Cars.

I think I’ve made it pretty clear here that I prefer bicycles to cars.  Nevertheless, this post is on my new-to-me car, and why I like it.  Here it is:

WP_20160514_07_44_02_Pro

Sorry, it’s a little hard to see.  It’s behind the 10 red containers and two cardboard boxes of frozen meat that it transported to Loaves & Fishes, the weekly food pantry distribution that I often work at.  Two of the regular volunteers also appear in the photo–great guys!

The car itself is a 2010 Honda Fit, which replaces the Y2K Bug (2000 VW New Beetle).

I do not generally even like cars, but I love this one.  To understand why, you need a little history.  I should note that almost none of the photos below show the actual cars I owned, but they’re as close as I could get.

The very first car I ever owned was a 1977 Audi Fox given to Spouse and myself in 1989 by my sister-in-law.  It was a wonderful car, and the first FWD vehicle I’d ever driven, having spent the period since moving out of my parent’s house ten years earlier entirely carless.  But we were moving from Chicago to Schenectady, where bus service was poor, and we had a child.  So we got this car.  It was fun, easy to repair, and many things didn’t work (including the gas gauge and one of the passenger doors.  It had acquired a dingy gray cast to its white paint, so one night, after seeing the first Batman reboot, I named it the Ratmobile.  I considered (but never followed through on) getting a length of tan garden hose to coil up on the trunk lid:1977-audi-fox-right-front.jpg

The Ratmobile was our trusted transport for a few years, but when child #2 was en route, we figured we needed another door.  We had (ISTRC) $12,000 to spend.  We visited various dealers,  but nothing grabbed us.  We knew we didn’t want a station wagon or van.  And then we wandered into Mohawk Honda and saw this:
1991 Honda Wagon

This was a 1991 Honda Civic station wagon, the last year they made it.  It was called a wagon, but it looked…different.  You sat upright, and looking out, could not see the hood.  You could take off the rear headrests and fold the seat down and put amazing things in the back.  We kept this car for 15 years, crossing the country multiple times with children 1,2, and 3.  The last time we did it, I bought a trailer mirror (because we got the base model without a right-hand mirror or AC) so I could navigate with the back packed full.  This was, and is, my Platonic ideal of an automobile.  It seemed so techno, so advanced after the Ratmobile that we named it “HAL.”  Child #1 picked out the color–brown, instead of white or gray.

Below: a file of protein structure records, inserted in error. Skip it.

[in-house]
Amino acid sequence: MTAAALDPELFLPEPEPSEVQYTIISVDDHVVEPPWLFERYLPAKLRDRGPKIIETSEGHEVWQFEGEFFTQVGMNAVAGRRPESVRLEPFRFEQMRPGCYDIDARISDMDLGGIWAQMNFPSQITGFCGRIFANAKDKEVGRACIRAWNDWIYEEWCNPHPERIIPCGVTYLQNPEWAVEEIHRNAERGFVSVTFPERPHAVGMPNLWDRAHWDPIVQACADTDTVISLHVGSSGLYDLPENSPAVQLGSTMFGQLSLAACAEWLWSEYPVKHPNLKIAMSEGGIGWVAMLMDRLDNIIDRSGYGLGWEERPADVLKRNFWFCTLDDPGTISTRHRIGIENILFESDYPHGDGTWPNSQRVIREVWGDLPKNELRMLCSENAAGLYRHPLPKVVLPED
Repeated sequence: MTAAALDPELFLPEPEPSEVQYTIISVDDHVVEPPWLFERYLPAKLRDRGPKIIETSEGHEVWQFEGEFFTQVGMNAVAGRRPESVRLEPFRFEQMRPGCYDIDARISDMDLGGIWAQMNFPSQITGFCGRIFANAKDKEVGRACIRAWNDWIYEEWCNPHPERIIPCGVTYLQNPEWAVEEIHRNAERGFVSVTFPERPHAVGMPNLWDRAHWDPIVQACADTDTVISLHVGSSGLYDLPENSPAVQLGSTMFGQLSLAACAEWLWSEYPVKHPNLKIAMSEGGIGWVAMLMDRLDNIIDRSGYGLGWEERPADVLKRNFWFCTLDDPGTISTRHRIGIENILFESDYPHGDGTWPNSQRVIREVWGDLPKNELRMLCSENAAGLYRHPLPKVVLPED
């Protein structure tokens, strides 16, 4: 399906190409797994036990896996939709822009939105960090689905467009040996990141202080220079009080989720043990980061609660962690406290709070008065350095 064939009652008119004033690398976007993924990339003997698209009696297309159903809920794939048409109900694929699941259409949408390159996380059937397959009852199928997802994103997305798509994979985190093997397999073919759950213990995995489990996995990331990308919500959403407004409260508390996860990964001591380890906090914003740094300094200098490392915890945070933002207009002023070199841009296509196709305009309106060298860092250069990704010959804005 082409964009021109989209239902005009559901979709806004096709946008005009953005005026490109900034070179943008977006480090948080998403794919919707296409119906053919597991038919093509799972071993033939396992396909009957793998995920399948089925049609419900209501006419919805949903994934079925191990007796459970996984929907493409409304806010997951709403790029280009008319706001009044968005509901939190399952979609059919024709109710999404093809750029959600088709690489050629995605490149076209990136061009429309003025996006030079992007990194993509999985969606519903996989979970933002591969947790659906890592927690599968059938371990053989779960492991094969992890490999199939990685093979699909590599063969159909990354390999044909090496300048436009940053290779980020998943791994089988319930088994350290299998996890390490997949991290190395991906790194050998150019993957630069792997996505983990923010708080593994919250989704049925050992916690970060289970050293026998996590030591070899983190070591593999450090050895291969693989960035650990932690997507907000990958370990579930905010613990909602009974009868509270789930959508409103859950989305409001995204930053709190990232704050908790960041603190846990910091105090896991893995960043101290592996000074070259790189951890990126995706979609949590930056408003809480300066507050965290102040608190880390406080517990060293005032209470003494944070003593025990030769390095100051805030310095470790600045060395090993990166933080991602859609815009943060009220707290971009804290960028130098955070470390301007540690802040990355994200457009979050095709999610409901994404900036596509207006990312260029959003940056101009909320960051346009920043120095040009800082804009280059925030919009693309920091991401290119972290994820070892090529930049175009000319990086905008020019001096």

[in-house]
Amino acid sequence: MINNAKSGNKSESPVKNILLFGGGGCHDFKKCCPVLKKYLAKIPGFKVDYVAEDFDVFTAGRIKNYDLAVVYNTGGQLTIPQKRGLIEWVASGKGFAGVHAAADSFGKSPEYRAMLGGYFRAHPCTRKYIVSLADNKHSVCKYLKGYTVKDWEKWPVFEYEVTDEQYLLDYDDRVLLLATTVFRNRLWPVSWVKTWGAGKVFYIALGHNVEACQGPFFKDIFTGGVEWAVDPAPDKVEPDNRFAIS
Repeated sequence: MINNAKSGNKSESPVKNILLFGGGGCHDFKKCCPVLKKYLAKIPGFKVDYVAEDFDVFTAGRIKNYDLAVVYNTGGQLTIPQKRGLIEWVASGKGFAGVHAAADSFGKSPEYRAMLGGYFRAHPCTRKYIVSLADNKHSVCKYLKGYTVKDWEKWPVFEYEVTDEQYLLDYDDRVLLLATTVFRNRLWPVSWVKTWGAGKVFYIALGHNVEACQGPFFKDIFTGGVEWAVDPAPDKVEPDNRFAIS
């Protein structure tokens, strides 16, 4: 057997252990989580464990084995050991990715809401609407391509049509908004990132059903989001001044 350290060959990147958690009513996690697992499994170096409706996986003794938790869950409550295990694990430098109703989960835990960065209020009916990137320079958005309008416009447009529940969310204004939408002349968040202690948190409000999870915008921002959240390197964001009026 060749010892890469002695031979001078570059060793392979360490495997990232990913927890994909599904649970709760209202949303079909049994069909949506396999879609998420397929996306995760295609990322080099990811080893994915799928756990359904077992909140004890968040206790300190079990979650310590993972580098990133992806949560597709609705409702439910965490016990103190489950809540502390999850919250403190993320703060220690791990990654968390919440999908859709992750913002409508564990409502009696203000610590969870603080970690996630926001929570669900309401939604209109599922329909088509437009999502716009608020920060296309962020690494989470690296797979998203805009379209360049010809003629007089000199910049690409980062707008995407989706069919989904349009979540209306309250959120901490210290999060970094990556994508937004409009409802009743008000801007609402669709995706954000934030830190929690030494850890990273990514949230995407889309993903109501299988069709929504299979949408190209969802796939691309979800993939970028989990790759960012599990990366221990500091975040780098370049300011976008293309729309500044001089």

But then Child 4 came along, and even HAL was not going to cut it.  We kept HAL, but supplemented it around 1995-6 with a 1989 (or so) Plymouth Voyager.  I got the ad off a noteboard at work (real paper–remember those?).  The seller was named Nixon C___–he had been born in the Philippines, where it was apparently not uncommon to name children after visiting dignitaries.  Poor Nixon!  The Voyager never really had a name that I recall, but it was blue, and made multiple trips up and down Little Cottonwood Canyon in Utah:

1989 Plymouth Voyager

When we moved to Wisconsin in 1999, the Voyager was on its last-ish legs.  We replaced it in 2001 (if memory serves) with a very fancy late-’90s Grand Voyager:

1998 Plymouth Grand Voyager

This was the largest car we had ever owned.  In addition to all the seating (Child 4 had arrived in 1999), it could carry scads of stuff in the ‘wayback.  The engine was large and had a surprising amount of oomph (in the mid-00’s, we would discover that Child 2 had managed to exceed 100 MPH in it (admittedly, downhill, and that’s another story).  I don’t recall that ours had a name, and it was a “sable” color between brown and gray.  HAL Continued to abide…for a time.

HAL finally died around 2005.  A hard life had rusted everything that it could, and the final straw was that after the clutch pivot broke away from the firewall, the radiator cracked.  I was massively into cycling then, year ’round in Wisconsin, and so we donated HAL’s corpse to NPR (again, IIRC) and made due with just the Grand Voyager.  Then.